posted by Rosie M. Banks at 6:48 AM on September 19, 2016 [3 favorites]


Exactly as Rosie M. Banks said: you may be reinfecting yourself over and over because you can't sterilize the boots properly. Time for the doctor, and sadly, maybe time for another pair of boots.
posted by fiercecupcake at 6:51 AM on September 19, 2016 [6 favorites]


Yes, see a doctor. But also, here is my standard advice for this situation.
posted by seasparrow at 7:09 AM on September 19, 2016


For me, when treatment is working you basically get NO new outbreaks and things heal up within a week or two. On my feet peeling is sort of the last stage and can last longer but if it's not accompanied by itching/redness/swelling I presume it's part of the healing stage and not the infection stage.

The big thing, as people have said, is avoiding reinfection. I changed socks a few times a day whenever my feet would get sweaty and I tossed out old shoes that I didn't seem to be able to get "clean
" You can also try a shoe spray of the sort they have in bowling alleys (sort of spray anti0fungal) but you really do need to not only get shoes properly dried out but maybe swap shoes around so that they have time to dry between wearings.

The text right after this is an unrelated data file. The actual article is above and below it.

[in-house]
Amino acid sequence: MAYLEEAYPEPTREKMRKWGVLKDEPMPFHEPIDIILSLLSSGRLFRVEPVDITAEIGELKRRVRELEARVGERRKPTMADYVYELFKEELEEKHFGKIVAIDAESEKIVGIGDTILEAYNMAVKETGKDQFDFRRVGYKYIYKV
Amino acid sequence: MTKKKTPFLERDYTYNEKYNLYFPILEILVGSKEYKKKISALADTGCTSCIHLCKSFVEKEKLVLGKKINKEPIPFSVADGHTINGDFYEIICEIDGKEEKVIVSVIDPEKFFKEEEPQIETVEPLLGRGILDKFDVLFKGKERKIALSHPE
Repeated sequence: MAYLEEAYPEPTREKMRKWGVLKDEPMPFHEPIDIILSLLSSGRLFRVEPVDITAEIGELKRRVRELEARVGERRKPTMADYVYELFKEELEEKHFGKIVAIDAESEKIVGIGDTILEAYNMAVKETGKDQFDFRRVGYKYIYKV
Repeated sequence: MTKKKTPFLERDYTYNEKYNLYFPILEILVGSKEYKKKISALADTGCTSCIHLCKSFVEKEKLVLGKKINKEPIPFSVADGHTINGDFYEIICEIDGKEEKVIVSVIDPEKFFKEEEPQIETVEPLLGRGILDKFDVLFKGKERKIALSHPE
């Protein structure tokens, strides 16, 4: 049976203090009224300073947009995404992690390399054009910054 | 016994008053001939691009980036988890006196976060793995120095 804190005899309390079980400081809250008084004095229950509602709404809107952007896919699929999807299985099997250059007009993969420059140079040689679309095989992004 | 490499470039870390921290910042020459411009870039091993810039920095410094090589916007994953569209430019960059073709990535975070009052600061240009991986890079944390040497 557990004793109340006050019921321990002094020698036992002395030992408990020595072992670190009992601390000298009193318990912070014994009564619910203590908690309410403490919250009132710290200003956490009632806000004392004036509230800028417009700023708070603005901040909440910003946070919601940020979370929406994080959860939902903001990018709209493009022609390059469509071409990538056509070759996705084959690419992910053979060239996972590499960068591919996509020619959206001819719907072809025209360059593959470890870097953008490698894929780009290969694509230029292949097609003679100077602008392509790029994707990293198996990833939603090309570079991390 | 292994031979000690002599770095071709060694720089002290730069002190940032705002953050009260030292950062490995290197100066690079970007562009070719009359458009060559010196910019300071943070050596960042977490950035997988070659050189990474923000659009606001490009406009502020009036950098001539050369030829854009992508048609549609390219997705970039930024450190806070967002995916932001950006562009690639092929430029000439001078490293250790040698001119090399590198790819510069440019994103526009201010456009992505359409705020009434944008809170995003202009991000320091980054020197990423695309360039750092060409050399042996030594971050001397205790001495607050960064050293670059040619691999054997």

posted by jessamyn at 7:44 AM on September 19, 2016 [1 favorite]


Is it possible you are allergic to your socks, are they manmade (now, I mean) ? I ask because my father had for several years a persistent rash on his feet that resisted any and all attempts to kill it off using antifungal / antibacterial agents.

He then switched to all-cotton socks, and his rash disappeared almost instantly. Obviously, YMMV.
posted by northtwilight at 8:36 AM on September 19, 2016